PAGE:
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Old 10-30-2004, 12:52 PM   #1
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Anyone have a LO FAT icecream recipe?

Does anyone have a low fat/no fat ice cream recipe? (and little or no sugar) that works and is tasty?

Can I use yoghurt? Soy milk? Egg substitute?

How do I mix and freeze them?

I tried making some with ricota, it was a disaster.

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Old 10-30-2004, 01:57 PM   #2
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I have a delicious dark chocolate gelato recipe, lowfat. If you're interested, let me know, and I'll post it.
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Old 10-30-2004, 02:57 PM   #3
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I will consult my ice cream book tomorrow and post any finds. Off the bat, I'm guessing most suitable recipes are gonna be for sorbets and so on, tho.
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Old 10-30-2004, 05:04 PM   #4
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Darkstream, you can make low-fat and (thanks to Splenda) sugar-free Ice Cream. I've made this recipe several times and have never been disappointed in the flavor. It came from a local hospital "Healthy Living" mailer:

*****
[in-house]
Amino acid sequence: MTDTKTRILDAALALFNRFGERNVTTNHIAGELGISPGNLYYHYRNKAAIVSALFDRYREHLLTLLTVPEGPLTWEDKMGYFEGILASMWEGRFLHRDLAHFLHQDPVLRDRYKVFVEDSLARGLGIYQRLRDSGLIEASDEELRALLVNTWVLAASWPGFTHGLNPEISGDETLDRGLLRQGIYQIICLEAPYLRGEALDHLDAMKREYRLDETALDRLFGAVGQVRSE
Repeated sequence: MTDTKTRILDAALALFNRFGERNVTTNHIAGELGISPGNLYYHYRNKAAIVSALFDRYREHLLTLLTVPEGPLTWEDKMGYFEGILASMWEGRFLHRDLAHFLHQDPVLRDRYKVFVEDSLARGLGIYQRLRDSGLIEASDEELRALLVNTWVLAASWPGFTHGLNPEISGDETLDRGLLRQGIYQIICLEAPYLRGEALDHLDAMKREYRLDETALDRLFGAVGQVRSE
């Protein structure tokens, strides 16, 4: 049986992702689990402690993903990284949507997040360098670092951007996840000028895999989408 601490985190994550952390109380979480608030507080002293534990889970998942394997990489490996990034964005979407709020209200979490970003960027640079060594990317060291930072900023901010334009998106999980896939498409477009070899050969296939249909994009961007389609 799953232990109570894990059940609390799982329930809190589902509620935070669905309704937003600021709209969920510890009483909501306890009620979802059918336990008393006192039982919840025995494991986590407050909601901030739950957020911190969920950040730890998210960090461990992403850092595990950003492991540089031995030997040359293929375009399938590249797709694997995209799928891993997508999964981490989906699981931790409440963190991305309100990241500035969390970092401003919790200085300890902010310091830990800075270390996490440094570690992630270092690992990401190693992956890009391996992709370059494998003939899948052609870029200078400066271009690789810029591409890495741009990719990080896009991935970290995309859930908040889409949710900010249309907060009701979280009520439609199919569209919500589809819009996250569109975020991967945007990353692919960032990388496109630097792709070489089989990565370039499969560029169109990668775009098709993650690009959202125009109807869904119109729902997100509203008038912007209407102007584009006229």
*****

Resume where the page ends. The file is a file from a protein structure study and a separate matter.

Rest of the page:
Low-Fat French Vanilla Ice Cream

4 cups fat free half and half
3/4 cup sugar (or 3/4 cup Splenda)
3 tbsp cornstarch
2 ea egg yolk (or 4 tbsp Egg Beaters)
1 tbsp vanilla
pinch salt

Combine 3 1/2 cups of fat-free half and half with sugar and pinch of salt in a 2-quart heavy-bottomed saucepan. Heat over medium heat, whisking/stirring often until steaming hot but not quite boiling. Do not let boil.

In a medium sized bowl whisk 1/2 cup remaining half and half with cornstarch until blended. Whisk in egg yolks until mixture is smooth and set aside.

When half and half is steaming, remove from heat and take approximately 1 cup of hot liquid from saucepan. Whisking continuously, slowly pour hot half and half into cornstarch/egg yolk mixture until blended. When smooth, whisk egg yolk mixture into saucepan with hot half and half.